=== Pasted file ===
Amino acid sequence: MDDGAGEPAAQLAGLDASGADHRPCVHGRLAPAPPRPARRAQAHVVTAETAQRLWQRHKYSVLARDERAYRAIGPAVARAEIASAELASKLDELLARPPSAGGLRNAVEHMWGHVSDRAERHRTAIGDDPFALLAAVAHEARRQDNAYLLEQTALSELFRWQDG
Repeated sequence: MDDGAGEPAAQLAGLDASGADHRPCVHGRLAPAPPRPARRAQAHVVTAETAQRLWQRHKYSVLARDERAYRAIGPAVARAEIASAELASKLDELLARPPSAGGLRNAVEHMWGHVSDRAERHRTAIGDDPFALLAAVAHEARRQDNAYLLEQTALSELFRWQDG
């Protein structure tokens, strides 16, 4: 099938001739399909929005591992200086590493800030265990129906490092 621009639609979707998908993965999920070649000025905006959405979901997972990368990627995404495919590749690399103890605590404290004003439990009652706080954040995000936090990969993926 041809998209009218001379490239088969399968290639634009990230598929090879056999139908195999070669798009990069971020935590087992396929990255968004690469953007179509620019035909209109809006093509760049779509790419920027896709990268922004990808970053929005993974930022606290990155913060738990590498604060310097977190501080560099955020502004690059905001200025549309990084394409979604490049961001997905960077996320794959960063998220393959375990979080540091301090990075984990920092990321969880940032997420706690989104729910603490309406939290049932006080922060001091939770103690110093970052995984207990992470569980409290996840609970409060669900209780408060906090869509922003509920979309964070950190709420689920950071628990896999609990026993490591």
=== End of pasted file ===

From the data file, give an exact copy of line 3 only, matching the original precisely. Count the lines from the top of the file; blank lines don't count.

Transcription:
């Protein structure tokens, strides 16, 4: 099938001739399909929005591992200086590493800030265990129906490092 621009639609979707998908993965999920070649000025905006959405979901997972990368990627995404495919590749690399103890605590404290004003439990009652706080954040995000936090990969993926 041809998209009218001379490239088969399968290639634009990230598929090879056999139908195999070669798009990069971020935590087992396929990255968004690469953007179509620019035909209109809006093509760049779509790419920027896709990268922004990808970053929005993974930022606290990155913060738990590498604060310097977190501080560099955020502004690059905001200025549309990084394409979604490049961001997905960077996320794959960063998220393959375990979080540091301090990075984990920092990321969880940032997420706690989104729910603490309406939290049932006080922060001091939770103690110093970052995984207990992470569980409290996840609970409060669900209780408060906090869509922003509920979309964070950190709420689920950071628990896999609990026993490591």